Pen15 premieres February 9th on Hulu.
[Ed. Note: Being that TV and City is on a bit of a hiatus, this article has not been edited.]
By Chris Flanagan
It’s extremely rare and exciting when art manages to accurately capture a journey or experience so perfectly speaking to something specific to you while also being able to still appeal just as strongly to a larger audience. Many people view the same thing while taking away very diverse interpretations and messages from it resulting in a collective following and admiration albeit for a myriad of reasons.
Pen15 is exactly this form of art.
Before you brush me off, let me attempt to explain. On its surface, Pen15 is a show centered around Maya and Anna, two teenage 7th graders in 2000, as they try and navigate the perilous environment that is middle school. Crushes, friendships, rivalries and more are tested as the duo simply struggles to survive from one day to the next. It’s discomfort and fear that is all too real as almost every one of us has had to experience it on some level during these formative years. We all know the feeling of wearing something new and quietly hoping people notice for the right reasons or enduring an embarrassing moment as others continually point it out to you throughout the day. We all can empathize with realizing a crush and attempting to impress them sometimes with disastrous results.
All of this and more is explored with painstakingly great detail by Pen15’s creators (and stars) Maya Erskine and Anna Konkle. as they are able to perfectly encapsulate what those exact fears and excitements were when entering the pivotal years of middle school in the early 2000s. Every peripheral detail; the clothing, the language and most importantly the music, are focused on which creates this incredibly personal time capsule of what it was like trying to survive before high school. While this time period might be relatable to some, others might see it as a disconnect from truly enjoying the show, however, I would argue that this show is wonderfully able to find comedy within very realistic experiences that are, in fact, timeless. The first episode subtly put these clichés on display through candid conversations about first kisses or next steps, the “cool teacher” with a guitar taking roll that has spent time in Japan and the social value of a well-timed cutdown during a fight. We’ve all had that teacher right? Because I’ve had several.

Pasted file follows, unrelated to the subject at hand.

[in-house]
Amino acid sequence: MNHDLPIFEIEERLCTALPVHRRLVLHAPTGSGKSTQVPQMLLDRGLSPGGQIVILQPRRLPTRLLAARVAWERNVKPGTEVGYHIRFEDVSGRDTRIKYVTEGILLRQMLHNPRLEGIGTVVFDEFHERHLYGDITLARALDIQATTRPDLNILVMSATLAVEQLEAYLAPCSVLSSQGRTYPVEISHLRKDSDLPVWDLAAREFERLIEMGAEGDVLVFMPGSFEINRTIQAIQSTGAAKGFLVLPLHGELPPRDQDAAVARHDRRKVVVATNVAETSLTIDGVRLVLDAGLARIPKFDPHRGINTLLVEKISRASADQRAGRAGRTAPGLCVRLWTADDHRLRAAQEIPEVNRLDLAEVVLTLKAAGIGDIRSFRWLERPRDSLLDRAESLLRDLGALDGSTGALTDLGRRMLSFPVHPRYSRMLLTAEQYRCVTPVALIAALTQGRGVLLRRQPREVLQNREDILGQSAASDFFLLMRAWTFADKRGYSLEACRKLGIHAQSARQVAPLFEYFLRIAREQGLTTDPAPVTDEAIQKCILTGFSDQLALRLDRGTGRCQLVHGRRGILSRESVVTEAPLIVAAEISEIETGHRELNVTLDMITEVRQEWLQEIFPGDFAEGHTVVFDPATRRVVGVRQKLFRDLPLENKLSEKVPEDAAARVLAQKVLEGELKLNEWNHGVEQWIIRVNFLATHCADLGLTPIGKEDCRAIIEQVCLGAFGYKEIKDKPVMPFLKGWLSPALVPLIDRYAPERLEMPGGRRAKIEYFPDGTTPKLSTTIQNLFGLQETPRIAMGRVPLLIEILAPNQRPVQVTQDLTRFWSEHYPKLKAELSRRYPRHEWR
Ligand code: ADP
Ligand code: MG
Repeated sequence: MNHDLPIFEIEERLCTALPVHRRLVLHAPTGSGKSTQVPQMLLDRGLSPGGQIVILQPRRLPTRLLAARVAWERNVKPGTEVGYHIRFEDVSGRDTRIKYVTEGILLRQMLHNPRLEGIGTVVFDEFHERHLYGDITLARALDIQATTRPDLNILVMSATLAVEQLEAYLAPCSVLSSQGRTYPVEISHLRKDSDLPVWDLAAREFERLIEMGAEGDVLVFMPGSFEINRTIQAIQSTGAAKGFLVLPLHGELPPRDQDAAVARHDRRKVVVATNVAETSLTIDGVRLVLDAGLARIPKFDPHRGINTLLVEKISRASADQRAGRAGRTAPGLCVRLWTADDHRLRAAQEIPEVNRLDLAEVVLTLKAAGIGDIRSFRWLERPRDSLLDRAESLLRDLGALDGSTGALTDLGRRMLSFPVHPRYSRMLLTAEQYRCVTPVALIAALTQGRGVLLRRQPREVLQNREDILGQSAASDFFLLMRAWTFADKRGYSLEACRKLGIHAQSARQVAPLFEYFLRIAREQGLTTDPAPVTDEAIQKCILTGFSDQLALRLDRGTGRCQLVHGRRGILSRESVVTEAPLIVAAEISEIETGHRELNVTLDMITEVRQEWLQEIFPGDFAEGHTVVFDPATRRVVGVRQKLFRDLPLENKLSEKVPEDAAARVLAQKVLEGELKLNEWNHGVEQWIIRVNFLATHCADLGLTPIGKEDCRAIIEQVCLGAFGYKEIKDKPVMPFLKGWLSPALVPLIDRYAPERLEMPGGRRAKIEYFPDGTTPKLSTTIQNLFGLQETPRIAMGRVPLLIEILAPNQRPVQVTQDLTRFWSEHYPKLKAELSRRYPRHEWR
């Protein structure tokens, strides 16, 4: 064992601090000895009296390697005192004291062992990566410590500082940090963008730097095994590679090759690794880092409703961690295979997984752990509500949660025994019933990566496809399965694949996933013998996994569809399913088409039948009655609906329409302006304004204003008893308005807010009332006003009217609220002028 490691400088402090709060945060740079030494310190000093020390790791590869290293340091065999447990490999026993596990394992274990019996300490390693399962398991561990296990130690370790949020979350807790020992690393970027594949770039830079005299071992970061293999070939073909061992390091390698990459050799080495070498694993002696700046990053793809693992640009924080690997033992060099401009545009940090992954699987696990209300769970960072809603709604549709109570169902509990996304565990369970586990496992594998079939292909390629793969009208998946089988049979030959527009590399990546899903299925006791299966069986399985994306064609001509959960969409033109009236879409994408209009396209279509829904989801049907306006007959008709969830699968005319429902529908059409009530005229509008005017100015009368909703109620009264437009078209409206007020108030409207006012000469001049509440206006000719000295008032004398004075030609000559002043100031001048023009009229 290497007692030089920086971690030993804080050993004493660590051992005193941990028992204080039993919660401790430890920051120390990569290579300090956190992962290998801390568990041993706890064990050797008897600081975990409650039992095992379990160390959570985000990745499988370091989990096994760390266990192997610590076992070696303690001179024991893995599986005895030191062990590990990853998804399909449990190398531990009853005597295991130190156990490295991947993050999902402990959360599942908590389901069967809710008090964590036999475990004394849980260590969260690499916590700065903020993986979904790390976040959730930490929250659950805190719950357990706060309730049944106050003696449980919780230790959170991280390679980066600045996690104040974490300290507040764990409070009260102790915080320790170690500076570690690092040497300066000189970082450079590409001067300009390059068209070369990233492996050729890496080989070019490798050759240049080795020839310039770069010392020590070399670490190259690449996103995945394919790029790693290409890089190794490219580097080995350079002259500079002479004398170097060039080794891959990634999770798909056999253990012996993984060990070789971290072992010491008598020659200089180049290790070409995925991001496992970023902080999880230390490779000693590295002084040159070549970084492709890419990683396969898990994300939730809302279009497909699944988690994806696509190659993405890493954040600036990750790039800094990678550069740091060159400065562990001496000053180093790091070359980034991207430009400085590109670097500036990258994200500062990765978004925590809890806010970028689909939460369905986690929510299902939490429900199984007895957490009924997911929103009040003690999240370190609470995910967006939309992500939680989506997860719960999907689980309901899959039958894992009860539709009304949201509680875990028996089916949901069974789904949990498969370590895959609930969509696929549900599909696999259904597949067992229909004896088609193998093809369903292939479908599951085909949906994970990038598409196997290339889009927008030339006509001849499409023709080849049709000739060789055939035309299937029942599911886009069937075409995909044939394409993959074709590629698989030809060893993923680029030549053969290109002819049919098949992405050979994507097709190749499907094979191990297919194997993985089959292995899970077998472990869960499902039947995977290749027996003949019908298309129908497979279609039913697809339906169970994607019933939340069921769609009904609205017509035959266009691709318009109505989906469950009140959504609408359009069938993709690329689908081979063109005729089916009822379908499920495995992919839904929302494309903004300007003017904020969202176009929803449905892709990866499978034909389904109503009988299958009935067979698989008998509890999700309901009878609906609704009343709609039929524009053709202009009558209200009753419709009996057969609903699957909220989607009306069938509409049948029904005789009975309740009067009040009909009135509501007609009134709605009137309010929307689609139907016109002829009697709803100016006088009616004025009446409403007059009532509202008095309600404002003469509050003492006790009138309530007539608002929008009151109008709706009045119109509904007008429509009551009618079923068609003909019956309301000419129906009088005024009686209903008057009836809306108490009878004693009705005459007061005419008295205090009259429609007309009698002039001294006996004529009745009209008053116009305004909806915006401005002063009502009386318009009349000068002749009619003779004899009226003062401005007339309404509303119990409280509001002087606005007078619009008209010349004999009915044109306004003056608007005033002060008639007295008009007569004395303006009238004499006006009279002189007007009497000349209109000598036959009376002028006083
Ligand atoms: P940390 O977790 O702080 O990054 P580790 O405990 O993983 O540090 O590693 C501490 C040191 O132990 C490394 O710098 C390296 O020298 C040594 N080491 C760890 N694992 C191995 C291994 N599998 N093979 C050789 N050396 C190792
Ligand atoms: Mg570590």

Simply put, Pen15 is my humor that also manages to touch on just the right nerve containing awkward adolescence. I feel somewhat guilty distilling its effort, but it often resembles a perfect blend of Broad City meets Eighth Grade which is close to the highest compliment I can afford it outside of calling it perfect. Sure, it has its flaws but they are easily overlooked because of how strongly and effectively the show’s depiction of adolescence and our inherent nature to belong is conveyed. Pen15 is funny, awkward, emotionally powerful and relevant and I cannot encourage you enough to give it a try, especially those that experienced middle-school in or around the 2000s. There should be a “cringe warning” before the show because no matter how cool you might be now you definitely stumbled through middle school and Pen15 doesn’t let you forget it.
I give Pen15 an A-.